(And before anyone goes nuts on me here: I’m a huge Clemens fan, I think he’s one of the greatest pitchers ever, I consider it a pleasure to have seen him during his Blue Jays stretch — the best of his career — and I love having the guy on the team. I’m just being objective. He is 45 and he wasn’t an ace in his last year in the AL.)

    2. snowball003
      May 6th, 2007 | 8:37 pm

      Be as objective as you want, but as somoene who was at the game, I have to say I was super excited.

      It could also be nostalgia on the part of Yankee fans. We all appreciate tradition, which is part of what makes us love the Yankees. So seeing someone come back to the team, and seeing a pair like Andy Pettitte and Roger Clemens together is exciting, regardless of the fact that we all know that the chances of Clemens being the “savior” of the team is not much of a likelihood.

      It’s also going to be really interesting to see Clemens and Hughes work together.

    3. Joel
      May 6th, 2007 | 8:53 pm

      Say what you want, this franchise is The Greatest Show on Earth. Can you get any better entertainment value for your time and money? I was thrilled watching Clemens on my TV screen. My wife (who is not a big fan) watched this with me and was visibly moved. She naively asked, “I mean–how could anyone not be a Yankee fan?” A couple of my Yankee-hater friends said to me later in the day, “F***ing Yankees, unbelievable.”

      Clemens should be solid in the AL. I agree that he’ll probably pitch to a high 3 or low 4 ERA–but he should eat innings. I also think that you can not discount the impact he will have in the clubhouse. Orel Hershiser, a savvy commentator on ESPN (and a former big league pitching coach), said that he thought Clemens’ presence would have an effect on seasoned vets as well as young players.

      And Steve, where did you hear about the special travel priveleges? Al Leiter asked him about that on the YES broadcast and Clemens semmed to indicate that he would travel like everyone else.

    4. Joel
      May 6th, 2007 | 9:10 pm

      Steve, I just saw in the AP report about the special travel priveleges. My bad.

    5. WebmistressEMC
      May 6th, 2007 | 9:11 pm

      “At the least, like Proctor buzzing Betancourt today, Clemens will make it interesting when Yankees batters get plunked.”

      I have a question for you, Steve.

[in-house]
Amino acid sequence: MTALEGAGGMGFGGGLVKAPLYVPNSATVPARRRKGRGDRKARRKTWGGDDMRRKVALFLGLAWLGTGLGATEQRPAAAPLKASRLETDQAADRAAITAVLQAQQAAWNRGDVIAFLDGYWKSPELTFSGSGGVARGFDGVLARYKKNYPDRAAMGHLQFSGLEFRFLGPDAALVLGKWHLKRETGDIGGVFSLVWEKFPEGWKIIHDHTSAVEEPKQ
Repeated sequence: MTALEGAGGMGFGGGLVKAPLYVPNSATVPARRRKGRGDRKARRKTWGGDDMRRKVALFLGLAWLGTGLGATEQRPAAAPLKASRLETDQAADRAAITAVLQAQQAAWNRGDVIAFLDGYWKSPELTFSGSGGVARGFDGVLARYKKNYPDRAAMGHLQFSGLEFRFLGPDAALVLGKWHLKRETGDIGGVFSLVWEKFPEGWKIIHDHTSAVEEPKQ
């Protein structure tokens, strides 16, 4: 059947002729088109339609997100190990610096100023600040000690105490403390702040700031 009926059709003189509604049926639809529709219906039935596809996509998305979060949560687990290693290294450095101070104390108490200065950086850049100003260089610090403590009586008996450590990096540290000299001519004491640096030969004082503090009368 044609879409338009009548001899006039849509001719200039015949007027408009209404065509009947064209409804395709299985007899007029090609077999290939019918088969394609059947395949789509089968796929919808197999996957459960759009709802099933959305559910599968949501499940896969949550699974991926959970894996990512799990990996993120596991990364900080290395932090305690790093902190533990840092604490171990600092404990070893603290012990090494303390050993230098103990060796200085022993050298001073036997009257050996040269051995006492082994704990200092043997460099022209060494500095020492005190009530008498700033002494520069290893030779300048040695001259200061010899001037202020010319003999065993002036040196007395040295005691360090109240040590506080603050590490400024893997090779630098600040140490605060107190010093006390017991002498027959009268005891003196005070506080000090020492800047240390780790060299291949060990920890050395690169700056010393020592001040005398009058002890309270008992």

You didn’t mention it anywhere above, leading me to think you didn’t think it was as important as what happens when Yankee batters get plunked, but you must have known…what did you think when you heard what preceded Proctor buzzing Betancourt?

      Namely, in the bottom of the 5th Josh Phelps running home from 3B and going out of his way, literally, to nail Kenji Johjima, who was positioning himself to catch a throw from the OF and not anywhere near home plate?

      Is that the Yankee Way?

      Or did you get the impression Jarrod Washburn started everything by hitting Phelps with a pitch out of pure orneriness, or replacement-level lousy pitching?

    6. dereksTeam
      May 6th, 2007 | 9:24 pm

      A white hummer with Texas plates made the turn into Bronx…the monuments shuddered and like the Pope speaking from a portico in the Vatican (even Michael Kay saw that), the word has gone forth. Our savior has arrived. Ah the naysayers will be out in full force: He’s going to be 45 in August! Hardly a savior! But for a brief and shining moment, those huddled below in pinstriped cossacks felt their fears quieted and the steely will and determination of a 76 year old owner: “We Will Take It All. This IS the greatest show on earth.”
      Here endeth the lesson.

    7. baileywalk
      May 6th, 2007 | 9:33 pm

      …those huddled below in pinstriped cossacks…

      Hmm? Were people, like, inside the skin of Cossacks they painted pinstripes on? Interesting imagery — people huddled inside the bodies of Slav horsemen.

    8. May 6th, 2007 | 10:28 pm

      ~~~Here’s a question: game seven of the World Series, season on the line, who do you want pitching — Wang, Pettitte, Mussina, Hughes or Clemens?~~~

      I was there for Game 7 of the 2003 ALCS. So, I will say ‘not Clemens.’ If the game is in NY, I want Wang. On the road, probably Pettitte. (We’ve seen Moose in a couple of must win Game Fives, no?)

    9. May 6th, 2007 | 10:38 pm

      ~~~what did you think when you heard what preceded Proctor buzzing Betancourt?~~~

      I heard, on the radio, that Phelps said he regretted that play, or something close to it. He said that he was running as hard as he could, but he knew Ichiro had a gun, and, since it was a close play, and a close score (at the time), that he just wanted to be safe. Reportedly, he said, had he known all the facts about where the ball was, and the catcher, etc., that he would have probably just slid into the plate.

      FWIW, Phelps took it like a man when he was HBP, no?

      To your question “What did *I* think?” – having heard the post-game report, I would say it was a play driven by lack of knowledge and wanting to win. It was not a play driven out of being dirty or wanting to hurt someone.

      Sure, it would be nice if Phelps was an absolute moron, total space cadet, etc.,…and, then, you could just write the play off as “Josh being Josh.” But, that only works when you’re trying to justify a guy that plays in Boston. New York doesn’t get to play that card. {wink}

    10. brockdc
      May 6th, 2007 | 10:46 pm

      Overall, I don’t see this as a risky move at all. The way I see it, it’s only money – and it’s not mine. Moreover, it’s not wasteful spending, a la dishing out 50 million on a guy with suspect stuff who has never pitched in the majors before. Rocket will pay immediate dividends. And by immediate dividends I mean he’ll probably average a quality start per outing. That’s huge for this team right now. Absolutely huge.

      Also, I’m not really one for assessing guys based on “intangibles,” but IF I were, Rocket’s intagible metric would be off the freaking charts. A future Hall of Fame fireballer with a winning pedigree-who’s a bit of a red-ass? I’ll take it.